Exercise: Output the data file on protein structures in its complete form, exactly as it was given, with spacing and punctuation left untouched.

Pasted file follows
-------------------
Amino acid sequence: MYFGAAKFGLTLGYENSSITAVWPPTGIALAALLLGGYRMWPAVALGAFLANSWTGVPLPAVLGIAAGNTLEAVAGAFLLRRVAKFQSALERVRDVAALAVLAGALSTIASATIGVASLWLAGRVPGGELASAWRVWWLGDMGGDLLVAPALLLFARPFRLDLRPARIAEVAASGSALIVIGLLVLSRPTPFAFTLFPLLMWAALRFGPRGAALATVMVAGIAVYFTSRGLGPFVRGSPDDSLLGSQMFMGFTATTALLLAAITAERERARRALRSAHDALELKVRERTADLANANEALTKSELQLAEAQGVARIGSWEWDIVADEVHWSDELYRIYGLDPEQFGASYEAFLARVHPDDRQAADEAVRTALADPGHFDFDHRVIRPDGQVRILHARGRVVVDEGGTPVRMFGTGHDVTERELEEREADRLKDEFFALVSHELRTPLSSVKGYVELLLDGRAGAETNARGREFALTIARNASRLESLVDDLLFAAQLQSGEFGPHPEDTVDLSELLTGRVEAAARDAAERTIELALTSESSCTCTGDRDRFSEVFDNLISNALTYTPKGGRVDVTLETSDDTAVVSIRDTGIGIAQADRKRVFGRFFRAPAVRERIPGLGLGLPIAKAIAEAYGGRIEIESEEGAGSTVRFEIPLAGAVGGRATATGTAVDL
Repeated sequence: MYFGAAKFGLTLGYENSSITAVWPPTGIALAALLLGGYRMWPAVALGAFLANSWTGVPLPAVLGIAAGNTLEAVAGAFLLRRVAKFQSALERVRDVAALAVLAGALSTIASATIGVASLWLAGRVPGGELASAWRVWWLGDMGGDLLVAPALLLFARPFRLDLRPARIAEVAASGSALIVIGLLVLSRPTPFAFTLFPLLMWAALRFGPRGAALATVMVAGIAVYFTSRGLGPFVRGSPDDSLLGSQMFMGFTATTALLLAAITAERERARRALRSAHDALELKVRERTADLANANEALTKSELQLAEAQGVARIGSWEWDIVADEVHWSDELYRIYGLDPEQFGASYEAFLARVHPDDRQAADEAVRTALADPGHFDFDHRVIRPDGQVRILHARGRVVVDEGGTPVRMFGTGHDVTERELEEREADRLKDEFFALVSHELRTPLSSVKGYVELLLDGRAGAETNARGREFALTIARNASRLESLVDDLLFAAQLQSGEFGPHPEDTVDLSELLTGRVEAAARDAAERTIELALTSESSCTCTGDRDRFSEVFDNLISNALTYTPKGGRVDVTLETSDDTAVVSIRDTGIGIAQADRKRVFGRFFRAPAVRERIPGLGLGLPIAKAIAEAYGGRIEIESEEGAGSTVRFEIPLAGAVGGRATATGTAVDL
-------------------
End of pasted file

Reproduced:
Amino acid sequence: MYFGAAKFGLTLGYENSSITAVWPPTGIALAALLLGGYRMWPAVALGAFLANSWTGVPLPAVLGIAAGNTLEAVAGAFLLRRVAKFQSALERVRDVAALAVLAGALSTIASATIGVASLWLAGRVPGGELASAWRVWWLGDMGGDLLVAPALLLFARPFRLDLRPARIAEVAASGSALIVIGLLVLSRPTPFAFTLFPLLMWAALRFGPRGAALATVMVAGIAVYFTSRGLGPFVRGSPDDSLLGSQMFMGFTATTALLLAAITAERERARRALRSAHDALELKVRERTADLANANEALTKSELQLAEAQGVARIGSWEWDIVADEVHWSDELYRIYGLDPEQFGASYEAFLARVHPDDRQAADEAVRTALADPGHFDFDHRVIRPDGQVRILHARGRVVVDEGGTPVRMFGTGHDVTERELEEREADRLKDEFFALVSHELRTPLSSVKGYVELLLDGRAGAETNARGREFALTIARNASRLESLVDDLLFAAQLQSGEFGPHPEDTVDLSELLTGRVEAAARDAAERTIELALTSESSCTCTGDRDRFSEVFDNLISNALTYTPKGGRVDVTLETSDDTAVVSIRDTGIGIAQADRKRVFGRFFRAPAVRERIPGLGLGLPIAKAIAEAYGGRIEIESEEGAGSTVRFEIPLAGAVGGRATATGTAVDL
Repeated sequence: MYFGAAKFGLTLGYENSSITAVWPPTGIALAALLLGGYRMWPAVALGAFLANSWTGVPLPAVLGIAAGNTLEAVAGAFLLRRVAKFQSALERVRDVAALAVLAGALSTIASATIGVASLWLAGRVPGGELASAWRVWWLGDMGGDLLVAPALLLFARPFRLDLRPARIAEVAASGSALIVIGLLVLSRPTPFAFTLFPLLMWAALRFGPRGAALATVMVAGIAVYFTSRGLGPFVRGSPDDSLLGSQMFMGFTATTALLLAAITAERERARRALRSAHDALELKVRERTADLANANEALTKSELQLAEAQGVARIGSWEWDIVADEVHWSDELYRIYGLDPEQFGASYEAFLARVHPDDRQAADEAVRTALADPGHFDFDHRVIRPDGQVRILHARGRVVVDEGGTPVRMFGTGHDVTERELEEREADRLKDEFFALVSHELRTPLSSVKGYVELLLDGRAGAETNARGREFALTIARNASRLESLVDDLLFAAQLQSGEFGPHPEDTVDLSELLTGRVEAAARDAAERTIELALTSESSCTCTGDRDRFSEVFDNLISNALTYTPKGGRVDVTLETSDDTAVVSIRDTGIGIAQADRKRVFGRFFRAPAVRERIPGLGLGLPIAKAIAEAYGGRIEIESEEGAGSTVRFEIPLAGAVGGRATATGTAVDL